disagree on whether commonly prescribed stimulant medications for
attention-deficit/hyperactivity disorder (ADHD) affect how well children sleep.
Findings of a meta-analysis to be published in the December 2015 issue of Pediatrics
(published online Nov. 23), however, suggest the medications may reduce the
quantity and quality of sleep for many of the estimated 3.5 million U.S. kids
taking ADHD medication. As described in “Stimulant Medications and Sleep for Youth with ADHD: A Meta-analysis
,” researchers pooled and analyzed data from
several previous studies that, individually, showed contradictory findings.
Some concluded the stimulants cause insomnia, while others suggested the
medications may improve sleep by reducing bedtime-resistant behavior. The new
study determined that, overall, stimulant medications cause children to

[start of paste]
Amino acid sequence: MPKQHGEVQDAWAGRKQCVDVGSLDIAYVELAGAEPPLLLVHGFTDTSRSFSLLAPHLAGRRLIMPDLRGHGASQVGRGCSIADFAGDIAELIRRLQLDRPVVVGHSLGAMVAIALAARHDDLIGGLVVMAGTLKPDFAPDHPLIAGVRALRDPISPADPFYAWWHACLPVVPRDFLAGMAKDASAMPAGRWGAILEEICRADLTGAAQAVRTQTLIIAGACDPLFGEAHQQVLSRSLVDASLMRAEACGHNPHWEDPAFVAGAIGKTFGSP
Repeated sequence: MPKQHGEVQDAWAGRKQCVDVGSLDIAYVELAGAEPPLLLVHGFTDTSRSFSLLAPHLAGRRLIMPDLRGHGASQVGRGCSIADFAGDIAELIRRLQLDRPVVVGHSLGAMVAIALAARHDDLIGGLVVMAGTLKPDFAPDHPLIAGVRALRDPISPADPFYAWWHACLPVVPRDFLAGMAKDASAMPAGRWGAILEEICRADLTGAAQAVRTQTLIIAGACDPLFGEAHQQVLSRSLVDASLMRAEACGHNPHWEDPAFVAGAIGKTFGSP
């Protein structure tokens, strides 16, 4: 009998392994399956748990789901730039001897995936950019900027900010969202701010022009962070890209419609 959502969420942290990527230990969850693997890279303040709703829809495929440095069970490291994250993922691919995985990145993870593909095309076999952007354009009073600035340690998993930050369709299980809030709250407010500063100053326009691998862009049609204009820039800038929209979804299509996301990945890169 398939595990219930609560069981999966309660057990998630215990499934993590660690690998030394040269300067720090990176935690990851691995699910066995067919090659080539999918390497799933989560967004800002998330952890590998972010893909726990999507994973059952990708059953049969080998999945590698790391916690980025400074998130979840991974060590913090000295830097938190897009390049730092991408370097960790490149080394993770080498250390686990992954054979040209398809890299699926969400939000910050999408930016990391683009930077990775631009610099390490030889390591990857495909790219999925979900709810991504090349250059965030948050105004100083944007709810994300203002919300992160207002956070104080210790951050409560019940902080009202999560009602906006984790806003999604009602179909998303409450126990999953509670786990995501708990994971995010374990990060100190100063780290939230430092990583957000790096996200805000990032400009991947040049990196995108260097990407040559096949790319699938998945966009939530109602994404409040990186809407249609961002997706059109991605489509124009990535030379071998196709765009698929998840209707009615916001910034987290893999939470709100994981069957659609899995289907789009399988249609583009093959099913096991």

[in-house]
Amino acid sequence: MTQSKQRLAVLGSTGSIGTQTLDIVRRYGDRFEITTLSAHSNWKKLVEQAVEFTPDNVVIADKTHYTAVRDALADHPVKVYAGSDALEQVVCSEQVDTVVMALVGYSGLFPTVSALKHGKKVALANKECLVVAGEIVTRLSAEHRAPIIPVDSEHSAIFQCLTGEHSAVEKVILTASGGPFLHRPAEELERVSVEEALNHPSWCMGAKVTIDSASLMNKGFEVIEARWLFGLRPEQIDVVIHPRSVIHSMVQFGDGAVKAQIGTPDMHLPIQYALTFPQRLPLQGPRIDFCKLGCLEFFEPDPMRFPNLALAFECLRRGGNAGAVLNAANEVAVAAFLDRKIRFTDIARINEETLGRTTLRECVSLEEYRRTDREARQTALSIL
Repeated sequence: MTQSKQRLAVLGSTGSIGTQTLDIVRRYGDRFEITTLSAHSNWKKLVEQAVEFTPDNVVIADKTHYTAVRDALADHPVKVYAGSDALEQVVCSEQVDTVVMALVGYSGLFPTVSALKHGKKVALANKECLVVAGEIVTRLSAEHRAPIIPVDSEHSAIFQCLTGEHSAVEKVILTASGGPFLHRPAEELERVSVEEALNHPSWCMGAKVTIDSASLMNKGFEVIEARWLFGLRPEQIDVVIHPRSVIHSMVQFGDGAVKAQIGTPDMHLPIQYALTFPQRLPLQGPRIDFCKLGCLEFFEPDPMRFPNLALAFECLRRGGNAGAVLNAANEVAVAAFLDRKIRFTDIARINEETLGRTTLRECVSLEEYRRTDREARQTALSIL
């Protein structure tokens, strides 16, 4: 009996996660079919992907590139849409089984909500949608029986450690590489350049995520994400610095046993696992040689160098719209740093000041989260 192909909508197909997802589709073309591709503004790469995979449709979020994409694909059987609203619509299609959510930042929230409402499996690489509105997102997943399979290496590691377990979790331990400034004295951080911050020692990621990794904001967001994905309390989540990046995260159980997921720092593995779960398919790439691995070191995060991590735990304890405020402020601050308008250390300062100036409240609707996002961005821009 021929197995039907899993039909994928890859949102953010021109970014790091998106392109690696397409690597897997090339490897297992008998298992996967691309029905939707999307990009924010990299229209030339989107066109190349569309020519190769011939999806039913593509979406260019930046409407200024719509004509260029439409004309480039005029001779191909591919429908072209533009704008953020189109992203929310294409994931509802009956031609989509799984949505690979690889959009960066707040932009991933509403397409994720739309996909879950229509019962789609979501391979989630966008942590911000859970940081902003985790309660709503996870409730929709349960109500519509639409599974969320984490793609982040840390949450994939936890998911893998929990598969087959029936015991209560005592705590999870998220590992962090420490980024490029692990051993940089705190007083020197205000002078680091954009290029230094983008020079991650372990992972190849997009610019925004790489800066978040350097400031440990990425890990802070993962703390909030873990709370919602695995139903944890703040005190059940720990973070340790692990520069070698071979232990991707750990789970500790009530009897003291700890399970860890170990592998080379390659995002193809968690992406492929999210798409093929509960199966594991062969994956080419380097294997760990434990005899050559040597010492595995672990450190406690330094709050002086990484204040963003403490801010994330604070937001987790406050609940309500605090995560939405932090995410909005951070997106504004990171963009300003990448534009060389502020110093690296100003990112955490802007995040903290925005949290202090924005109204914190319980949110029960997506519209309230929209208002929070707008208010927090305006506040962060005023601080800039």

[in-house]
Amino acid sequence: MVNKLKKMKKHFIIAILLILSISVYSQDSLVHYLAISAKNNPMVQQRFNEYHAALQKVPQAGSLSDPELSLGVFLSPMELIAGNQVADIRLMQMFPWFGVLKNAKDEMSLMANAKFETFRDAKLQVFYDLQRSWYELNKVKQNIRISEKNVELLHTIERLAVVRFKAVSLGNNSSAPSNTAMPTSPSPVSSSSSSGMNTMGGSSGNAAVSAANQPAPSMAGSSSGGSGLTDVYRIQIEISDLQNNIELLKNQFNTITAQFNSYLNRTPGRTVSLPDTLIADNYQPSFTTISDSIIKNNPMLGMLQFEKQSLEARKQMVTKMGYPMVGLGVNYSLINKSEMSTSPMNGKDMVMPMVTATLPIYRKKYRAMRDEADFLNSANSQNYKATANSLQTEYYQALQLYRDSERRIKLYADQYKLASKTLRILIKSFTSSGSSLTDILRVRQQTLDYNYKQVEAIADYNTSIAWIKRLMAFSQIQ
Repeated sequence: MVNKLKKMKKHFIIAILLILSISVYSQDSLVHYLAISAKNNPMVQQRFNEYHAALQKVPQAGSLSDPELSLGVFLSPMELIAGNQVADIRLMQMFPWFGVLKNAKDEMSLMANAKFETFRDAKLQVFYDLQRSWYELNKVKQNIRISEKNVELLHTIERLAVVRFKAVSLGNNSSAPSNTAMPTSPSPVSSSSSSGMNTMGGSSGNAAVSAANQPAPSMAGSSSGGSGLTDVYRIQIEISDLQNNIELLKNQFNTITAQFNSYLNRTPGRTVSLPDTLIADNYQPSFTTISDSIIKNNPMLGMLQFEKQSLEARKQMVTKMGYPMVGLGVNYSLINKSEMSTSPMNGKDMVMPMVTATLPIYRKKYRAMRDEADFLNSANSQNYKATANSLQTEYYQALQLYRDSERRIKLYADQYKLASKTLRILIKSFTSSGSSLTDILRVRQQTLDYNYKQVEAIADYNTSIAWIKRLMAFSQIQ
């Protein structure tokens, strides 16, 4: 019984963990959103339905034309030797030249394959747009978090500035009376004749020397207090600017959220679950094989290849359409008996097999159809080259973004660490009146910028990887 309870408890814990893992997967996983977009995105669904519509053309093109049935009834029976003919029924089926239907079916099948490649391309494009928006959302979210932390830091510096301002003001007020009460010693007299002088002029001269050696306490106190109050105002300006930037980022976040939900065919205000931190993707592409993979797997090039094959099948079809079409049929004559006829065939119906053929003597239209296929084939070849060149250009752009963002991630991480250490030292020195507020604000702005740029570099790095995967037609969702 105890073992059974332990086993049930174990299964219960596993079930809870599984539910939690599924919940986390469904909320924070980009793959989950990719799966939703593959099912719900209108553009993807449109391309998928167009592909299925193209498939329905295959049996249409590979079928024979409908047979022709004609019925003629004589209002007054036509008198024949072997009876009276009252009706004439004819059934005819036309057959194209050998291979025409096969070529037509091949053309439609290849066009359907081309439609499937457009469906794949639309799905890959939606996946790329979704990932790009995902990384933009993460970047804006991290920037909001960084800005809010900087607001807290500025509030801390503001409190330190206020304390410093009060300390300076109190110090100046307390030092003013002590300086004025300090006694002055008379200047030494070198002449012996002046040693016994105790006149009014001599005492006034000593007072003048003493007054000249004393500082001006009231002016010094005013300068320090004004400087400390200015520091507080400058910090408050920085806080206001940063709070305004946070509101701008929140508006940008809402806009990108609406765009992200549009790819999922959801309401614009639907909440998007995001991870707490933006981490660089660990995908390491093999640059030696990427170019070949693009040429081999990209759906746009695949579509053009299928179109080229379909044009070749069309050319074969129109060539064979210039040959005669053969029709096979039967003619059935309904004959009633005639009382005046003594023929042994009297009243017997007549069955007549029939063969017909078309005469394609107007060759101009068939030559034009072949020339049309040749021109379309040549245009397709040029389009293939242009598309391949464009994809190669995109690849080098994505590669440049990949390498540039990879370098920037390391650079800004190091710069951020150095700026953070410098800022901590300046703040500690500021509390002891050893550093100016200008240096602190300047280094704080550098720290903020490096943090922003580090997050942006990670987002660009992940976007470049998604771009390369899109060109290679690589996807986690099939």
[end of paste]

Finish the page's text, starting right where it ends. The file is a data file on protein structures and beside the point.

have more trouble falling and staying asleep. Lead author Katherine M. Kidwell,
a psychology doctoral candidate at the University of Nebraska, urged
pediatricians to monitor sleep disturbances of children taking the medication
so they can adjust timing of doses or provide referrals for behavioral
treatment of ADHD. She said parents can help children sleep by encouraging
nightly routines such as bedtime stories.
The American Academy of Pediatrics is an organization of 64,000 primary care pediatricians, pediatric medical subspecialists and pediatric surgical specialists dedicated to the health, safety and well-being of infants, children, adolescents and young adults. For more information, visit www.aap.org or follow us at @AmerAcadPeds.